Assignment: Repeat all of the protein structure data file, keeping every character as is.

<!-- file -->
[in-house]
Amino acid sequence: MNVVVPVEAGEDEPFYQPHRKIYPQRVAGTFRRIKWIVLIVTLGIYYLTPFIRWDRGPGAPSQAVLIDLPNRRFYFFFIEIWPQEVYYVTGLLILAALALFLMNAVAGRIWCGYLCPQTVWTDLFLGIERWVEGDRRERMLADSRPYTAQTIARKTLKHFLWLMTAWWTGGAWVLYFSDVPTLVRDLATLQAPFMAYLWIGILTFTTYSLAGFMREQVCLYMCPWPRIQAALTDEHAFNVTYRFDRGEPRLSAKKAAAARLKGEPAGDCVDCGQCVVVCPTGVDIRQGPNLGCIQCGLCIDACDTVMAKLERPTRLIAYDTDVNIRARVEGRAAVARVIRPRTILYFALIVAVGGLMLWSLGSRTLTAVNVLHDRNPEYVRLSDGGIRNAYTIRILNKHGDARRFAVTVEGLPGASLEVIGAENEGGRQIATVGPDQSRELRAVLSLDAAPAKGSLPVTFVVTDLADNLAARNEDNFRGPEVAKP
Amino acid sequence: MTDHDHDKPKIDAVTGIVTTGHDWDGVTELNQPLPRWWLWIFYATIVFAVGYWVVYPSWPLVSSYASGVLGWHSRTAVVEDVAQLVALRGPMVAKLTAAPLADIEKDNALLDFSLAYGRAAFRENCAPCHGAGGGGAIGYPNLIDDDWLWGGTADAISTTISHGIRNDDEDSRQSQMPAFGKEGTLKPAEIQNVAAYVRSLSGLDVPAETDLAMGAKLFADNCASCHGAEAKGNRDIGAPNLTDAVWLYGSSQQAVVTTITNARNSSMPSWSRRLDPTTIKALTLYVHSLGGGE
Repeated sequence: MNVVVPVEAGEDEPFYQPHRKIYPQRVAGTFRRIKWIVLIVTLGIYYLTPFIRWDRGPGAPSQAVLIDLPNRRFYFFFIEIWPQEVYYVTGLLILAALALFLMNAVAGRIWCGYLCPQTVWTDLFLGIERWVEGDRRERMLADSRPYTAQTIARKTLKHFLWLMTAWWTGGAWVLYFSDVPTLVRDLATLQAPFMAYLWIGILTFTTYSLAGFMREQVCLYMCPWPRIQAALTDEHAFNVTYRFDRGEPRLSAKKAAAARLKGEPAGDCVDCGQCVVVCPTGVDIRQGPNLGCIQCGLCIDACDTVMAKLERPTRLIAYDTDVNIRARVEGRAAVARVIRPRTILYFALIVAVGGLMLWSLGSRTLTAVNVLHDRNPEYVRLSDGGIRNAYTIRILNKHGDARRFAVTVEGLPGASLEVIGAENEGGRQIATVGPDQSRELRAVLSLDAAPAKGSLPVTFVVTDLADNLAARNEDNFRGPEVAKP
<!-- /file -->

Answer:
[in-house]
Amino acid sequence: MNVVVPVEAGEDEPFYQPHRKIYPQRVAGTFRRIKWIVLIVTLGIYYLTPFIRWDRGPGAPSQAVLIDLPNRRFYFFFIEIWPQEVYYVTGLLILAALALFLMNAVAGRIWCGYLCPQTVWTDLFLGIERWVEGDRRERMLADSRPYTAQTIARKTLKHFLWLMTAWWTGGAWVLYFSDVPTLVRDLATLQAPFMAYLWIGILTFTTYSLAGFMREQVCLYMCPWPRIQAALTDEHAFNVTYRFDRGEPRLSAKKAAAARLKGEPAGDCVDCGQCVVVCPTGVDIRQGPNLGCIQCGLCIDACDTVMAKLERPTRLIAYDTDVNIRARVEGRAAVARVIRPRTILYFALIVAVGGLMLWSLGSRTLTAVNVLHDRNPEYVRLSDGGIRNAYTIRILNKHGDARRFAVTVEGLPGASLEVIGAENEGGRQIATVGPDQSRELRAVLSLDAAPAKGSLPVTFVVTDLADNLAARNEDNFRGPEVAKP
Amino acid sequence: MTDHDHDKPKIDAVTGIVTTGHDWDGVTELNQPLPRWWLWIFYATIVFAVGYWVVYPSWPLVSSYASGVLGWHSRTAVVEDVAQLVALRGPMVAKLTAAPLADIEKDNALLDFSLAYGRAAFRENCAPCHGAGGGGAIGYPNLIDDDWLWGGTADAISTTISHGIRNDDEDSRQSQMPAFGKEGTLKPAEIQNVAAYVRSLSGLDVPAETDLAMGAKLFADNCASCHGAEAKGNRDIGAPNLTDAVWLYGSSQQAVVTTITNARNSSMPSWSRRLDPTTIKALTLYVHSLGGGE
Repeated sequence: MNVVVPVEAGEDEPFYQPHRKIYPQRVAGTFRRIKWIVLIVTLGIYYLTPFIRWDRGPGAPSQAVLIDLPNRRFYFFFIEIWPQEVYYVTGLLILAALALFLMNAVAGRIWCGYLCPQTVWTDLFLGIERWVEGDRRERMLADSRPYTAQTIARKTLKHFLWLMTAWWTGGAWVLYFSDVPTLVRDLATLQAPFMAYLWIGILTFTTYSLAGFMREQVCLYMCPWPRIQAALTDEHAFNVTYRFDRGEPRLSAKKAAAARLKGEPAGDCVDCGQCVVVCPTGVDIRQGPNLGCIQCGLCIDACDTVMAKLERPTRLIAYDTDVNIRARVEGRAAVARVIRPRTILYFALIVAVGGLMLWSLGSRTLTAVNVLHDRNPEYVRLSDGGIRNAYTIRILNKHGDARRFAVTVEGLPGASLEVIGAENEGGRQIATVGPDQSRELRAVLSLDAAPAKGSLPVTFVVTDLADNLAARNEDNFRGPEVAKP